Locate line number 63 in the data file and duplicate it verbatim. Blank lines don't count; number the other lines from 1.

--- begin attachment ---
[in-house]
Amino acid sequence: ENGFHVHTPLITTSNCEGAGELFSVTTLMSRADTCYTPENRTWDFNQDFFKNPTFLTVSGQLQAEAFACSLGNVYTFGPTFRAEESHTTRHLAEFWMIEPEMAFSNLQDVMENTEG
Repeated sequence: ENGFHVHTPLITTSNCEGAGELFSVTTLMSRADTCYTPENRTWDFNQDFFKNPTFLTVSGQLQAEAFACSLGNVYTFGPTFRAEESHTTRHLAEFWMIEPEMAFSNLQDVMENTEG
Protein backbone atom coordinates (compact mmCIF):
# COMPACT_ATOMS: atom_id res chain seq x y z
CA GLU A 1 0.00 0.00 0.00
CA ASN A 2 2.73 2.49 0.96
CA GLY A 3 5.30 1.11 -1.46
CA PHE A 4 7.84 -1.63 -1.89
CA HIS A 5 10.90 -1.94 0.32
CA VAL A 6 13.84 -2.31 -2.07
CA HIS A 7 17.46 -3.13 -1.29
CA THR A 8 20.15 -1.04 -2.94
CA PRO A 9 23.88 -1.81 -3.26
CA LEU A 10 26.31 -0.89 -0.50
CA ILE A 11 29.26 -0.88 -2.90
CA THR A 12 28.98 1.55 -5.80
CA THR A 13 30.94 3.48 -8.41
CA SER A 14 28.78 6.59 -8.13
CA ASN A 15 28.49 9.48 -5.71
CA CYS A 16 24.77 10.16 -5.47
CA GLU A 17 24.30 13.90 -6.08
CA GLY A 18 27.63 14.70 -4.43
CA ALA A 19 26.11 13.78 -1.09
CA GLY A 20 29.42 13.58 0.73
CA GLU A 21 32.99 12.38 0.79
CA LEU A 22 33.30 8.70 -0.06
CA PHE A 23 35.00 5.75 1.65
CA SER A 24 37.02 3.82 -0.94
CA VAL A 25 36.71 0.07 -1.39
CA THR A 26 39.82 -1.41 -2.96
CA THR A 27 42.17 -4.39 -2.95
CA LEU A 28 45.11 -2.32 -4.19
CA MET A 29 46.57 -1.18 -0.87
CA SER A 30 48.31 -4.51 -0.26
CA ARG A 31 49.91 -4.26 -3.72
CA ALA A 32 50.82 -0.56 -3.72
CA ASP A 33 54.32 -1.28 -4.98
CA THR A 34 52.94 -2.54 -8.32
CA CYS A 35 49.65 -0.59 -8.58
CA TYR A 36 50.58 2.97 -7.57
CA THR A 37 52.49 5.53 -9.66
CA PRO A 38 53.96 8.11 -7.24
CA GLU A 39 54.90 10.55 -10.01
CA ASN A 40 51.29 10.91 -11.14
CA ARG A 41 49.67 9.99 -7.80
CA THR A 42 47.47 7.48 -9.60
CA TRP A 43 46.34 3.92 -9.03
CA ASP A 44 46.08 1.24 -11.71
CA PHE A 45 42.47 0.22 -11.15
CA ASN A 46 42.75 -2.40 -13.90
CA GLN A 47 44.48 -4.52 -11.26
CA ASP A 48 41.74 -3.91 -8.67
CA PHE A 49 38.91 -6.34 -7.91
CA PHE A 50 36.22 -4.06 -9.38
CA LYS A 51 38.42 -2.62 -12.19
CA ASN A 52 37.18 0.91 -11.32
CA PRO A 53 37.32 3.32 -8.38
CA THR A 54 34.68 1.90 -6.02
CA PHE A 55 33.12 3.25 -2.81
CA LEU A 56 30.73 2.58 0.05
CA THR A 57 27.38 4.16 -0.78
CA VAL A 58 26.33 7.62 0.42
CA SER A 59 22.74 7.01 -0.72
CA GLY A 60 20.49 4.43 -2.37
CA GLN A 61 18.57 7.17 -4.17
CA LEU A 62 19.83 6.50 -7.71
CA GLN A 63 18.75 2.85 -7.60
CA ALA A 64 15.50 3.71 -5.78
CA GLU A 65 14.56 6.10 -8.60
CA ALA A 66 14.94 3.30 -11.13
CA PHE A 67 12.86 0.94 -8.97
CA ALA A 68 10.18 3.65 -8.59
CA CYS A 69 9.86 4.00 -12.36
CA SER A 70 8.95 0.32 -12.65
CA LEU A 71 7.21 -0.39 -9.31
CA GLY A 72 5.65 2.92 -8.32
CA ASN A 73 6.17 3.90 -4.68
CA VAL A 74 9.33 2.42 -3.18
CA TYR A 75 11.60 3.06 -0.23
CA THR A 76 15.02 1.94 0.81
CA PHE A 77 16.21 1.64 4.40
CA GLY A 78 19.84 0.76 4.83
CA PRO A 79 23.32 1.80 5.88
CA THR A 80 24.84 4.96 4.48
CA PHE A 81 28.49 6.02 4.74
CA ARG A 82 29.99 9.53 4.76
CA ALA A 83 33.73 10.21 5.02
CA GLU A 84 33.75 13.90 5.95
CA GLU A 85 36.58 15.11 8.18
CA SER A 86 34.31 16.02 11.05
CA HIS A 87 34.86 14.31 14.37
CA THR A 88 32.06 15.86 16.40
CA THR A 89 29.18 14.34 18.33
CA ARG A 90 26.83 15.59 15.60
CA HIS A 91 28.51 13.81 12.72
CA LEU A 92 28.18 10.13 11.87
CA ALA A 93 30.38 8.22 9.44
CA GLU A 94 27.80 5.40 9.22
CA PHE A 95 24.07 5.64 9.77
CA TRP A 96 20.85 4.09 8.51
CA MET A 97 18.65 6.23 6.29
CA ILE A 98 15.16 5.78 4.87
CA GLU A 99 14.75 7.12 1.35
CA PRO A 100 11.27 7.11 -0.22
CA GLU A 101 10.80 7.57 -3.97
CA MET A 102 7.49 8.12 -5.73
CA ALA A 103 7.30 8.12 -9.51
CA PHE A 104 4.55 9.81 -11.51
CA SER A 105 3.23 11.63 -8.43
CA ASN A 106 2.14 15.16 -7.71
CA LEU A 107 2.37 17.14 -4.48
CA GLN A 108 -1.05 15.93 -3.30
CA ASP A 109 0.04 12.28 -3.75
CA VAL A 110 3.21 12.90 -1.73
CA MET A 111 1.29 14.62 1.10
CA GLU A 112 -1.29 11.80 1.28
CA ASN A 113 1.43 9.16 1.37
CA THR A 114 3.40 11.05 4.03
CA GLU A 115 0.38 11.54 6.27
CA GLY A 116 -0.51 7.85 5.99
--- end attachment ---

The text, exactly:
CA VAL A 58 26.33 7.62 0.42